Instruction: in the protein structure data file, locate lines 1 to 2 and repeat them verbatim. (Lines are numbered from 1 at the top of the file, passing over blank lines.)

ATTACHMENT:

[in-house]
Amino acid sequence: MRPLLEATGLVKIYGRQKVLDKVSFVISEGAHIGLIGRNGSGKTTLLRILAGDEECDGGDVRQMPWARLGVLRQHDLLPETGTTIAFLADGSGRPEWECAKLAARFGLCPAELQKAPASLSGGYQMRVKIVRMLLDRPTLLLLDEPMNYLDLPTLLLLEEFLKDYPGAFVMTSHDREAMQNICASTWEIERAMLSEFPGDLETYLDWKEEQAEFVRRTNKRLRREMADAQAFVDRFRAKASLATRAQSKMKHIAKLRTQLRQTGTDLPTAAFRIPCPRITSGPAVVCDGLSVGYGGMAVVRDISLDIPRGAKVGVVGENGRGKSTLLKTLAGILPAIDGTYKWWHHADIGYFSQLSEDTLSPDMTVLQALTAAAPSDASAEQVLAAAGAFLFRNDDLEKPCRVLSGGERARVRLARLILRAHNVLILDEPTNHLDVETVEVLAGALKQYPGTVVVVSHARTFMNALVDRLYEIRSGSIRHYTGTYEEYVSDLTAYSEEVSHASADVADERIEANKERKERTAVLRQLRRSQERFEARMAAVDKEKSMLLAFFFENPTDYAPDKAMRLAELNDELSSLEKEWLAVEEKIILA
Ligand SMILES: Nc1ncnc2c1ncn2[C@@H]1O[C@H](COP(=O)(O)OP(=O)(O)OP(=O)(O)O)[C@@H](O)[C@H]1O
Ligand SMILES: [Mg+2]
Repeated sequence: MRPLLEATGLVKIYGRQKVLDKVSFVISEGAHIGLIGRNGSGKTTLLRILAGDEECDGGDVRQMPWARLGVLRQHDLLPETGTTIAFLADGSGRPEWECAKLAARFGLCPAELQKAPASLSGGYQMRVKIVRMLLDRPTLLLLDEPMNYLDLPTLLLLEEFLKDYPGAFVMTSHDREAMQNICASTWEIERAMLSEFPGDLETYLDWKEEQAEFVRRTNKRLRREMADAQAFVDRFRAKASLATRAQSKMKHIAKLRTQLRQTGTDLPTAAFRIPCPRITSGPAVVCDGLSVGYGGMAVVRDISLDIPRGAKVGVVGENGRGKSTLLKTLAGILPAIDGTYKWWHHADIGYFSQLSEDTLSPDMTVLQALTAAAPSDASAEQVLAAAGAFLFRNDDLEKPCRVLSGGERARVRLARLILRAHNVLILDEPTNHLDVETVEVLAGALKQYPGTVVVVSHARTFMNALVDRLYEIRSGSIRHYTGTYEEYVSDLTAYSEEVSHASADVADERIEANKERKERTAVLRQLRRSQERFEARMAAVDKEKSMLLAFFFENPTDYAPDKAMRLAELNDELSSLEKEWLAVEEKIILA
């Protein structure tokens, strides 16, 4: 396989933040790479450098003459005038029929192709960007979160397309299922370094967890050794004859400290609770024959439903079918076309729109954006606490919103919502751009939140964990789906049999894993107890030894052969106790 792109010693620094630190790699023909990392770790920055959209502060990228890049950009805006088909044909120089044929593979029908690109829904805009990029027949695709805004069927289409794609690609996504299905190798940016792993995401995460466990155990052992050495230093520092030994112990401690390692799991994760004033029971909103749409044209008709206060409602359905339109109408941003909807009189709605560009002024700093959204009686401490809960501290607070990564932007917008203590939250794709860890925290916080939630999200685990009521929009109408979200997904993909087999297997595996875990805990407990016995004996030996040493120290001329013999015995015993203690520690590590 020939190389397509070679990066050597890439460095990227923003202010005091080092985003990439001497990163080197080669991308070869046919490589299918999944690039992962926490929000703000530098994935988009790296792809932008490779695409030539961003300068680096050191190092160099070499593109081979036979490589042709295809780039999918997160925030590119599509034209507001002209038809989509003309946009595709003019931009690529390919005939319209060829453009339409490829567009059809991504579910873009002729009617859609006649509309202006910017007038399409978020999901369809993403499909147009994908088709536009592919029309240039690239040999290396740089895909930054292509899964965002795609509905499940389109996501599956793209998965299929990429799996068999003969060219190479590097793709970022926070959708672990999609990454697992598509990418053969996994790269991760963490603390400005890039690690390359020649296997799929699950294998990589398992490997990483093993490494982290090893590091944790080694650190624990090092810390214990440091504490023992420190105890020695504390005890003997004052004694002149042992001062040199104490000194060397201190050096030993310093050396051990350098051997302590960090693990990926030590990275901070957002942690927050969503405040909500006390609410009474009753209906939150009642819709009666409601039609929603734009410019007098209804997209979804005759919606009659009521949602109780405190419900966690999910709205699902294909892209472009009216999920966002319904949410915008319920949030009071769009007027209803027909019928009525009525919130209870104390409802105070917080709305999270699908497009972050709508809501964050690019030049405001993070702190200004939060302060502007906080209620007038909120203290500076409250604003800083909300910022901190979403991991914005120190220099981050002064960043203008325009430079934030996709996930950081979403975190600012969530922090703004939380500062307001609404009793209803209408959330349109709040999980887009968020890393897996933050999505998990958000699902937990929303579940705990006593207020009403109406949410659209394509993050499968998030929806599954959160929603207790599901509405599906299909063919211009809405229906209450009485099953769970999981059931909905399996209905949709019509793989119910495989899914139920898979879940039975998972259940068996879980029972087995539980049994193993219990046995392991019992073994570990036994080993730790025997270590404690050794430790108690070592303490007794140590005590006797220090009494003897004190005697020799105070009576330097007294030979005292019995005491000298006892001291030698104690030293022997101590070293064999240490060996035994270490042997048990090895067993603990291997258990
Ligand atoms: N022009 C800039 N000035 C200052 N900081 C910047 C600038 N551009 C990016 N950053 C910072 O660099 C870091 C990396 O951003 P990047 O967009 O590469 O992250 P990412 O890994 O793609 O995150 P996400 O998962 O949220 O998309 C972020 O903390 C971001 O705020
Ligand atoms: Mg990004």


[in-house]
Amino acid sequence: MRPLLEATGLVKIYGRQKVLDKVSFVISEGAHIGLIGRNGSGKTTLLRILAGDEECDGGDVRQMPWARLGVLRQHDLLPETGTTIAFLADGSGRPEWECAKLAARFGLCPAELQKAPASLSGGYQMRVKIVRMLLDRPTLLLLDEPMNYLDLPTLLLLEEFLKDYPGAFVMTSHDREAMQNICASTWEIERAMLSEFPGDLETYLDWKEEQAEFVRRTNKRLRREMADAQAFVDRFRAKASLATRAQSKMKHIAKLRTQLRQTGTDLPTAAFRIPCPRITSGPAVVCDGLSVGYGGMAVVRDISLDIPRGAKVGVVGENGRGKSTLLKTLAGILPAIDGTYKWWHHADIGYFSQLSEDTLSPDMTVLQALTAAAPSDASAEQVLAAAGAFLFRNDDLEKPCRVLSGGERARVRLARLILRAHNVLILDEPTNHLDVETVEVLAGALKQYPGTVVVVSHARTFMNALVDRLYEIRSGSIRHYTGTYEEYVSDLTAYSEEVSHASADVADERIEANKERKERTAVLRQLRRSQERFEARMAAVDKEKSMLLAFFFENPTDYAPDKAMRLAELNDELSSLEKEWLAVEEKIILA